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School of Business | Department of Economics | Economics | 2012
Thesis number: 12751
VAT reduction and tax incidence: Evidence from a Finnish VAT reform on restaurant services
|Title:||VAT reduction and tax incidence: Evidence from a Finnish VAT reform on restaurant services|
|Year:||2012 Language: eng|
|Department:||Department of Economics|
|Index terms:||kansantaloustiede; economics; verotus; taxation; arvonlisävero; value added tax; muutos; change; ravintolat; restaurants; palvelut; service|
» hse_ethesis_12751.pdf size:2 MB (1377514)
|Key terms:||VAT, alv; value added tax, arvonlisävero; tax incidence, veron kohtaanto; labor-intensive services, työvoimavaltaiset palvelut; taxation, verotus; commodity taxes, hyödykeverotus|
Relative to the comprehensive theoretical literature on tax incidence, the empirical research on the subject is still sparse. The purpose of this thesis is to complement the research on tax incidence by studying a tax reform on restaurant services in Finland in 2010. The case study concentrates on defining the consumer price effects of a value-added tax (VAT) reduction of nine percentage points. In addition to the case study, an overview of the existing theoretical and empirical literature on positive and normative aspects of commodity taxation is provided.
The study utilizes the difference-in-differences method with fixed effects specification to reveal the causal effect of tax reduction on consumer price. An EU level directive change facilitated a tax change exogenous to the economic conditions in the Finnish restaurant industry. The counterfactual price development is controlled by the price development in Estonian restaurants. The DID OLS with fixed effects is used to derive an average of the consumer price reduction based on the number of restaurants. The Weighted Least Squares method is applied to provide a sales-based average of the change in the consumer price and thus to reflect the change in the restaurant expenses of an average consumer.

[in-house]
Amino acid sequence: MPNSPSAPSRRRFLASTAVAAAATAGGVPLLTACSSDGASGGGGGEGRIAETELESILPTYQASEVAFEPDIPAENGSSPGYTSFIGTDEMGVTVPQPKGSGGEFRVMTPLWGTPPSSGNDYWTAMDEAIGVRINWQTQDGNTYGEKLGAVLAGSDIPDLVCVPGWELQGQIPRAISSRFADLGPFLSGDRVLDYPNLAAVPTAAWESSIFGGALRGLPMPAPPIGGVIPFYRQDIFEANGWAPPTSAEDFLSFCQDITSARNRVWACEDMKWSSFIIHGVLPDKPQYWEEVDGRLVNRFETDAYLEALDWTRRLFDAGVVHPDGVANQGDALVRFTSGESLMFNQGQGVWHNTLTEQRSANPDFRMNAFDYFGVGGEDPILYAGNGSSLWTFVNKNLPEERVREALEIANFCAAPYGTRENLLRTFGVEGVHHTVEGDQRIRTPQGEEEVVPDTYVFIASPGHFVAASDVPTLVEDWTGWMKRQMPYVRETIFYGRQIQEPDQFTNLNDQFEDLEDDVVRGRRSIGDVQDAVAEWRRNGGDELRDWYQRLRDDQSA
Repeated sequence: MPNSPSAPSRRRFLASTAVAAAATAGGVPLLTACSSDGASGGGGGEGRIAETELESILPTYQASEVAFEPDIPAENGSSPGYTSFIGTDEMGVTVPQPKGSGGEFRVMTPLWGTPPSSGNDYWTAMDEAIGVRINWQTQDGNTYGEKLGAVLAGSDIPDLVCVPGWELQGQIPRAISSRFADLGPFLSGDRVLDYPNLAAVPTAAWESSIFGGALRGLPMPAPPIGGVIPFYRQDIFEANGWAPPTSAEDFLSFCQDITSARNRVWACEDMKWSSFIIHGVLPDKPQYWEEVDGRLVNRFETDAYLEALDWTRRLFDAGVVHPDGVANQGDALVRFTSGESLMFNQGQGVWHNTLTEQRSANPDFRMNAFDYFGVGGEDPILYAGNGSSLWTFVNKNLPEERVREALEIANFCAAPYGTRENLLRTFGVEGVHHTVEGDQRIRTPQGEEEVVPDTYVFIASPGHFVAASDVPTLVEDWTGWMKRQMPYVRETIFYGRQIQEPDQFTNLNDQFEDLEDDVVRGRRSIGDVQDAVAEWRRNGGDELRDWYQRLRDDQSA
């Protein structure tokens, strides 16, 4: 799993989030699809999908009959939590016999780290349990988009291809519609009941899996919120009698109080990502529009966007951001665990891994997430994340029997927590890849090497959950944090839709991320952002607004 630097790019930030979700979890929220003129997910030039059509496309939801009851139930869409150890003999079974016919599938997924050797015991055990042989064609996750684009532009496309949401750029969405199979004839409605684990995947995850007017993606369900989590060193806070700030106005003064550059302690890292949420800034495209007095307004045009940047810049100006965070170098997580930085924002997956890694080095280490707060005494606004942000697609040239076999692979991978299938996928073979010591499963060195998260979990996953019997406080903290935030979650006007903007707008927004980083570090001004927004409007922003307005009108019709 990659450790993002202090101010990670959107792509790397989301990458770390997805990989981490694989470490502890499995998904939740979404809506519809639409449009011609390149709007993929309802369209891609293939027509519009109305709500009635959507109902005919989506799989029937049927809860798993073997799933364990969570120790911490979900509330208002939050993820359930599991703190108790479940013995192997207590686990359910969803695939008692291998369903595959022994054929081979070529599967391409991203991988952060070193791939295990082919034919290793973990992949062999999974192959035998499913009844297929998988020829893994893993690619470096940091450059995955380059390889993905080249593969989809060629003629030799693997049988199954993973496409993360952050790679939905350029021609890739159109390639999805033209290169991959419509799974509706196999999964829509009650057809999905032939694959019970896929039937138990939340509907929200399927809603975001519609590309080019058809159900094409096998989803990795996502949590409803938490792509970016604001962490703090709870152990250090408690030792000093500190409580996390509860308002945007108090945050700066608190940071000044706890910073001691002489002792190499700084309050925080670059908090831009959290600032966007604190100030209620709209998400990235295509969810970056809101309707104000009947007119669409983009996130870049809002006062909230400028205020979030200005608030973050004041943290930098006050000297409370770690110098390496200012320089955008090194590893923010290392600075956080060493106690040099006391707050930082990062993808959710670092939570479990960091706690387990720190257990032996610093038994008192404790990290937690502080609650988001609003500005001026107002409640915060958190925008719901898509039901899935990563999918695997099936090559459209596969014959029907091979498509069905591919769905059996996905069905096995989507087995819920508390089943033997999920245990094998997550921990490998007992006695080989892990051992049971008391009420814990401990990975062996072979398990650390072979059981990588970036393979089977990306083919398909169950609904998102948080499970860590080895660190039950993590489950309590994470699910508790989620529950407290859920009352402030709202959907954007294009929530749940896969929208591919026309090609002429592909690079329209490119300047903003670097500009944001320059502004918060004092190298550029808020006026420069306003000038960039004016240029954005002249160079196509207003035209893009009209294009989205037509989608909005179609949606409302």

The study found undershifting of tax change to consumer prices. The price reduction of 2,3 percent translates into a pass-through rate of 31 percent. The chain restaurants and the restaurants belonging to the labor market organization and lobbyist MaRa demonstrate a higher-than-average reduction in the consumer price, being 4,6 percent and 4,1 percent, respectively. The sales-weighted average of the pass-through rate is higher than the average based on the number of restaurants, revealing the higher tendency of high-sales restaurants to shift tax reduction to their prices. The sales-weighted average of the price effects ranges from 5,3 to 6,5 percent, corresponding to a 71 to 88 percent pass-through rate of tax change, depending on the definition of weights.
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